Head Coach, Dan McFarland was content with Ulster’s dogged 7-11 victory against Cardiff Blues at a wet and blustery Rodney Parade on Monday evening.
“Cardiff had been playing well; they’re a tough team and we had to persist, so I was really pleased with the result,” he says.
“I knew that if it came down to persistence and grind, we were never going to be lacking in that area. We could have made it a bit easier for ourselves in the way we played with our game management, particularly at points in the second half when we made some really good plays but didn’t manage to make that pay by putting the ball down into Cardiff’s 22. We can definitely do better there and can be a little more ruthless when we play in opposition 22.”
Ulster spent a sustained period of time within 5 metres of the Blues’ line just before half-time and had numerous reset scrums, showing great patience and retention of the ball, which McFarland was particularly pleased with.
“It seemed like an eternity we spent on their line, but at the same time, I take a lot of positives from that. Playing against a team like Cardiff, they steal ball at rucks for fun; they’re the toughest team to play against in the league there and have four out of the top 5 jackal threats. We knew that was going to be difficult but before half-time, we managed to hang on to the ball and persist. In the end, it was a little bit of broken-up play with Mikey Lowry slithering through a gap which is what he does. It was a great bit of persistence.”
The psychological boost of having worked so hard for such a prolonged period and eventually getting the score through the dancing feet of Michael Lowry, was hugely important for McFarland’s men.
“From having had plenty of time to score the try, we were down to a scrum with a minute to go before half-time. If you make one mistake or get held up over the line, that’s the end of the half. We all know in the psychology of the game, the momentum swing that can happen there going into half-time.”
“I remember in the first year I was here playing away in Treviso; it was one of James Hume’s first games and he made a try-saving tackle over the line, just on half-time. They were absolutely pounding us and I just remember the sight of the Treviso players going off the pitch. They were down but our guys sprinted to the changing room. We were on the verge of that against Cardiff; if they held out before half-time, it would have been them sprinting the length of the pitch to the changing rooms and we would have had to do a real job to get our mindset right coming out in the second half. As it was, we got over there and the rest is history.”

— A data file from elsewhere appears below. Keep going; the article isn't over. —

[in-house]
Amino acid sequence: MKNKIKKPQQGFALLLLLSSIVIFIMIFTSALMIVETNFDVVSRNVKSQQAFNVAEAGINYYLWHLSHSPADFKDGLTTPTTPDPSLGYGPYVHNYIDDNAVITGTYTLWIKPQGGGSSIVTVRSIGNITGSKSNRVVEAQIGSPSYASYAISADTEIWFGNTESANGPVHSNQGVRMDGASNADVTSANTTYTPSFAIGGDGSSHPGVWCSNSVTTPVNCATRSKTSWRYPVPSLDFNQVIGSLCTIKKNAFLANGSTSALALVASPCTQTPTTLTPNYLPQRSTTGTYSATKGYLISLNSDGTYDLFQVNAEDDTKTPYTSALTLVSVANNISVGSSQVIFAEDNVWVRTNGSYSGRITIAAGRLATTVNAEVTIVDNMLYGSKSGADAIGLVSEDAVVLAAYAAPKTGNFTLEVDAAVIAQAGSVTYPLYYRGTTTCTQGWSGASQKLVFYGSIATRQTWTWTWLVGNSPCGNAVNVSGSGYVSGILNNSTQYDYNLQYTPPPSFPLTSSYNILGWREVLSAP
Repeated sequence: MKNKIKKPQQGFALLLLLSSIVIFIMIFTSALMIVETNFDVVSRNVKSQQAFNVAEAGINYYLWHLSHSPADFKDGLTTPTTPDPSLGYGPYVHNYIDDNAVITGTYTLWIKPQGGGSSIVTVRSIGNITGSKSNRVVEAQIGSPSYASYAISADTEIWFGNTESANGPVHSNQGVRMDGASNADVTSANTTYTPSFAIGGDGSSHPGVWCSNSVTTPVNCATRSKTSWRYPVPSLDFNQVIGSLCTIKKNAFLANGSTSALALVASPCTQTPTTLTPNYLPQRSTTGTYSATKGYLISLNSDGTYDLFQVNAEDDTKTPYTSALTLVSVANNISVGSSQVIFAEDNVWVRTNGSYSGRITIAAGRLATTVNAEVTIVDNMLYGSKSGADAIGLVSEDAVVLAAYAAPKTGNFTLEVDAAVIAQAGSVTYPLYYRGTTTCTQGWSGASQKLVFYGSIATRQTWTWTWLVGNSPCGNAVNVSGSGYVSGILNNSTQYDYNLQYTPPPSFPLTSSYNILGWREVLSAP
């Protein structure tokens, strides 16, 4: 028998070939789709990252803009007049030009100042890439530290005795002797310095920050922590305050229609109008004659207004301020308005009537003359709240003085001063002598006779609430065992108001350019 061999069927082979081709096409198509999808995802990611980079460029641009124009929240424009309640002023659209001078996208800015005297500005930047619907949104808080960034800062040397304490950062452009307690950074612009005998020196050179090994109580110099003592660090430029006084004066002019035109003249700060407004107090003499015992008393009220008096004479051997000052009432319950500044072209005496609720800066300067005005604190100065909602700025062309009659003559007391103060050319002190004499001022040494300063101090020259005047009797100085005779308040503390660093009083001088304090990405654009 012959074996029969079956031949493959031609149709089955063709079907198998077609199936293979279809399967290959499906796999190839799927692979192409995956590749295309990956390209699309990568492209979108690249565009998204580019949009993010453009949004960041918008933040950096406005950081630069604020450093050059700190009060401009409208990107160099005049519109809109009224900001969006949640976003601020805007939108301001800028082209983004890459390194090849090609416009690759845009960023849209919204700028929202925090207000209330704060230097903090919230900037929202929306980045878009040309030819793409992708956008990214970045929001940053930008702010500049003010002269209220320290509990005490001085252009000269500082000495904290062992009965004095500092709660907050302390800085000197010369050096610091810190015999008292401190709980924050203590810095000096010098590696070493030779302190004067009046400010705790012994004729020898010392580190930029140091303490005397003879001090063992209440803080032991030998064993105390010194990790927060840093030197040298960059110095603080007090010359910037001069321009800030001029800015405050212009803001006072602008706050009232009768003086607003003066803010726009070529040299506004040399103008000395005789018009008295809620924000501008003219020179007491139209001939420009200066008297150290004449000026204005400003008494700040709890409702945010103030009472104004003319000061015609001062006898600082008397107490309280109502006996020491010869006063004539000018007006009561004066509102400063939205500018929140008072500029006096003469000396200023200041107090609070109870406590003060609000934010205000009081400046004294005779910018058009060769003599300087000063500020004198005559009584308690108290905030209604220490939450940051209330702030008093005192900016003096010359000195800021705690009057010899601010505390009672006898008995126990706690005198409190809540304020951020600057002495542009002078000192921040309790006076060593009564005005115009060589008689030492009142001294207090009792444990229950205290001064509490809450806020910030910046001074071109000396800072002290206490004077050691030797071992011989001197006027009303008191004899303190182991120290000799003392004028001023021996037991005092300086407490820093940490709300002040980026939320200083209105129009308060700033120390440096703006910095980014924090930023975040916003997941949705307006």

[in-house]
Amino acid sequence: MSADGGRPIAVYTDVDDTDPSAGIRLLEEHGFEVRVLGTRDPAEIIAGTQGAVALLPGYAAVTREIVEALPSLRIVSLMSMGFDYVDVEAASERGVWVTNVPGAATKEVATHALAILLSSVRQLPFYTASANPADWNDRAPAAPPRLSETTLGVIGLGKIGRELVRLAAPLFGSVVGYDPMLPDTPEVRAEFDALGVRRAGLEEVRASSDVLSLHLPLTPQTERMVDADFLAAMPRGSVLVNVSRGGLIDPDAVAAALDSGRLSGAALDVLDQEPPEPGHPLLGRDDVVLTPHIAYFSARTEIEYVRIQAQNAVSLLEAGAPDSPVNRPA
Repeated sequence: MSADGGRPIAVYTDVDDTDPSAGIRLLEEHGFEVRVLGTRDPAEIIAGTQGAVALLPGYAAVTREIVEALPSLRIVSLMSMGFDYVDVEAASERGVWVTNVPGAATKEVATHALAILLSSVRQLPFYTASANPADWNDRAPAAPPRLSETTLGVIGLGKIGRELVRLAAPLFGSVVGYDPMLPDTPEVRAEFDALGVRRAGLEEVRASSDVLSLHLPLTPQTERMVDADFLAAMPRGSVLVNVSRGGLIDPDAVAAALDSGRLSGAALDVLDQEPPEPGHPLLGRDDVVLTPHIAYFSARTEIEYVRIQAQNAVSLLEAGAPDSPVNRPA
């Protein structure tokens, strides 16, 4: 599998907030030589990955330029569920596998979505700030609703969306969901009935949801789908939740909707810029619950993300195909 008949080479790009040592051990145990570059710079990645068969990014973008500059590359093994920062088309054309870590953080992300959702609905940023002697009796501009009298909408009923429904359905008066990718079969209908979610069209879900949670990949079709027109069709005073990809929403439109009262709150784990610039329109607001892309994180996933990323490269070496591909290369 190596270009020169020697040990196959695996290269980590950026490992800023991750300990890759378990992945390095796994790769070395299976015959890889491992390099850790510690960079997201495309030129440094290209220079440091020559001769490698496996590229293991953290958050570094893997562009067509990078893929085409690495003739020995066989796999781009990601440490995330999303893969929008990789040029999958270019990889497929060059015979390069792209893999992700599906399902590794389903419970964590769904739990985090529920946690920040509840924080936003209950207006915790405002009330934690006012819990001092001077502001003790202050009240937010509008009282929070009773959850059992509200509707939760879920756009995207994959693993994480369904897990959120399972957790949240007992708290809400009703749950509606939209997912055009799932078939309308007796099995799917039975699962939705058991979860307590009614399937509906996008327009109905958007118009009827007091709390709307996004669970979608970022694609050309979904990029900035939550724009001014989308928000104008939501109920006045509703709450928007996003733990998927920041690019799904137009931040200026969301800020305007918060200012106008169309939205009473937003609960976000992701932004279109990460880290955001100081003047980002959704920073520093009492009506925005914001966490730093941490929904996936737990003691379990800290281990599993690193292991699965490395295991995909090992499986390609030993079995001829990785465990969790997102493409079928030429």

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Ulster’s young players once again put in a composed display in difficult conditions. Academy back three, Ethan McIlroy was introduced to the game early and looked particularly comfortable in the air.
“Ethan is so brave under the high ball. He’s technically one of our best exponents of that, if not, the best,” McFarland says. “I never have any doubts about Ethan out there. It was going to be a difficult night with really greasy conditions. The first half was windy as well, so it was always going to be tough.
“Ethan has got a really natural ability to beat the first defender. It’s a great game for him to play and there will be plenty to learn. It might not have been the same kind of thing as he would get on the Highveld against the Cheetahs, but he’ll learn just as much from a wet and windy night in Newport.”
In the second half, Cardiff Blues tried to bring their backs into the game by moving the ball wide, but Ulster’s impressive defensive line speed kept them contained and ultimately, closed them out of the game. McFarland was also happy with the dominant tackles Ulster made during this period.
“The defence worked really hard. We were really disappointed with the try off a set piece play in the first half where we just made an error. It was a set piece we worked on during the week and we made a defensive error. It cost us seven points on a wet night which are hard to come by.
“On the whole, the effort is there and there were some really muscular tackles out there. Some of the young lads made really good reads. It was great to see Stu McCloskey out there. He hasn’t played for a long time, so it was good to get him into the thick of things.”
Ulster have now won four games out of four in the Guinness PRO14, and face Glasgow Warriors at Kingspan Stadium on Monday 9 November (kick-off 8.15pm).